NEW YORK — With little fanfare, NBC appointed Savannah Guthrie on Friday as Matt Lauer’s co-host for the “Today” show, one day after ousted Ann Curry’s tearful exit.

Guthrie, a lawyer and former White House correspondent for NBC News, has been host of the morning show’s third hour for the past year (the show currently stretches for four hours).

After vacations this week, the new team officially debuts July 9.

It’s an understated introduction for someone taking one of the most important jobs in television news.

“Today” is a cash cow and the jewel in NBC’s crown, and has seen its longtime position of dominance threatened in recent months by ABC’s “Good Morning America.” Its troubles cost Curry her job.

Guthrie, who wasn’t available for interviews, teamed with Lauer on Friday and told viewers nothing about her promotion. It was announced by a press release a few hours later.

NBC wanted her in place before the start of the Summer Olympics in London next month.

“Today” will travel to the Olympics and the broadcasts are seen as a good opportunity for the show to regain some momentum after its challenge from ABC.

Guthrie, 40, will keep her role as NBC’s chief legal analyst.

She’s been at NBC since 2007, joining from Court TV. She covered Sarah Palin’s campaign in 2008 and was NBC’s White House correspondent from 2008 to 2011.

A graduate of Georgetown Law School, Guthrie has worked in television for most of her career, except for two years of practicing law in Washington. She worked in local television news in Tucson, Ariz., and Columbia, Mo., in the 1990s.

On the job Friday, Guthrie displayed the versatility necessary for someone in morning TV. She helped analyze the Supreme Court’s health care decision during the first hour, then spread red jam on toast an hour later for a segment on Fourth of July party decorations.

NBC News President Steve Capus praised Guthrie’s “undeniable range” in announcing the appointment.

“She has a one-of-a-kind combination of sharp wit and approachability, and our viewers value her journalistic skills and legal background just as much as her humor and charm,” said Jim Bell, “Today” show executive producer.

The “Today” show team appeared noticeably more comfortable Friday than during Curry’s last week of broadcasts.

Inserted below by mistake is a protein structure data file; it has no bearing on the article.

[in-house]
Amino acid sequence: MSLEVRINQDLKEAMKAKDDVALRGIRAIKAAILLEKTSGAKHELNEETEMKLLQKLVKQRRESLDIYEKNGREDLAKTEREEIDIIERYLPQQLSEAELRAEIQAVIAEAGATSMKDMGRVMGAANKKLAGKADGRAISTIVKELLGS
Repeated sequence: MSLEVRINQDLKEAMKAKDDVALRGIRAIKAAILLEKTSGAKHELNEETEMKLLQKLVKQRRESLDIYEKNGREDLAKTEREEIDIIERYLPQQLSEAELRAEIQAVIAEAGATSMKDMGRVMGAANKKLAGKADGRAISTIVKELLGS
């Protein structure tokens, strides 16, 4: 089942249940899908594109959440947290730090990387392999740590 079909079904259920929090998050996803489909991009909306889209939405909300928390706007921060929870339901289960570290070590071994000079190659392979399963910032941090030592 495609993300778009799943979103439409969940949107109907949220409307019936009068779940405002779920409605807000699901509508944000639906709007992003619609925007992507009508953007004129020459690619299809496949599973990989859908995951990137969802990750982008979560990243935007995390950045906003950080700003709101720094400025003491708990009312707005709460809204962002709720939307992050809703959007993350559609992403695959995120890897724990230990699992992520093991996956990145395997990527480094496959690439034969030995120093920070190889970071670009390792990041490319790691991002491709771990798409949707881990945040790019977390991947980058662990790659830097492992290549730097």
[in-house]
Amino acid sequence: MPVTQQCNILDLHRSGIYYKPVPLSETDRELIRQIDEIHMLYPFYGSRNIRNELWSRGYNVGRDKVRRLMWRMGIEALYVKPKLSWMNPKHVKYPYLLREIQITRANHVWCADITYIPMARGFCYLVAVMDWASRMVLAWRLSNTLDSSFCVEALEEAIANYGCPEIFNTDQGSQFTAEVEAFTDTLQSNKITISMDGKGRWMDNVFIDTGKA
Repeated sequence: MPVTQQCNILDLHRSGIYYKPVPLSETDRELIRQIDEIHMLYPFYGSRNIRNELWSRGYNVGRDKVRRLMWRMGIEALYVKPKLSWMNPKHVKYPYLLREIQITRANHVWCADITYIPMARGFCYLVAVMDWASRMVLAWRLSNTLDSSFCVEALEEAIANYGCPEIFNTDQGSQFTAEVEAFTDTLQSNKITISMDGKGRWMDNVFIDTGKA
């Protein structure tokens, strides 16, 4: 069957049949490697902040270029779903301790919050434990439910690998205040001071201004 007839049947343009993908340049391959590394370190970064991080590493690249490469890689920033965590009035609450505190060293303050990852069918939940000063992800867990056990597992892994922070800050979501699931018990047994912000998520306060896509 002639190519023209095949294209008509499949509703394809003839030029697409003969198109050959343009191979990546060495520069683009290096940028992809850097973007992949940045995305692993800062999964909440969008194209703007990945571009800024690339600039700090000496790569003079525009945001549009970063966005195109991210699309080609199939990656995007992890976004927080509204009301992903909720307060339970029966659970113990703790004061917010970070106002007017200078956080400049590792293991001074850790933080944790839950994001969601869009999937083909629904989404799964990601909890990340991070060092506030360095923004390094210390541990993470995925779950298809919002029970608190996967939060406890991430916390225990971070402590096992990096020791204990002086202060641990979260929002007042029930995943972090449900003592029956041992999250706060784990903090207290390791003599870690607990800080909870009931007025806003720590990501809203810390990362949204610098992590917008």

Guthrie joked with Lauer following a story about David Beckham being left off the British soccer team because at 37, he’s considered too old.

“He’s still young enough to be in those underwear ads, though,” she said. “There’s a silver lining.”

“Thanks for that,” Lauer replied.

Model and perfume company settle suit

NEW YORK — Naomi Campbell and a perfume company have settled a sour dispute that started over a fragrance line and became part of the backdrop of former Liberian President Charles Taylor’s war crimes trial.

The court fight involved Campbell’s longtime former agent, Carole White, who joined with a Miami Beach, Fla.-based cosmetics company to form Moodform Mission in the 1990s.

Her court fight with the model was mentioned at Taylor’s 2010 war crimes trial, at which White contradicted the model’s testimony about some alleged blood diamonds – gems used to finance wars – she received from Taylor.

Campbell said she didn’t know the source of the stones and gave them to a friend to donate to charity.

Singer guilty of failing to pay taxes

NEWARK, N.J. — Eight-time Grammy-winning singer Lauryn Hill, 37, pleaded guilty Friday to not paying federal taxes on more than $1.5 million earned over three years.

Appearing in U.S. District Court in Newark, Hill admitted failing to file tax returns from 2005 to 2007. She faces a maximum one-year sentence on each of the three counts.

During the hearing, her attorney indicated Hill planned to pay the taxes she owes. U.S. Magistrate Michael Shipp initially scheduled sentencing for early October but agreed to delay it until late November to give Hill time to make repayment.

After the charges were brought, Hill posted a statement on her Tumblr page that  said she hasn’t paid taxes since she withdrew from society to guarantee the safety and well-being of herself and her family.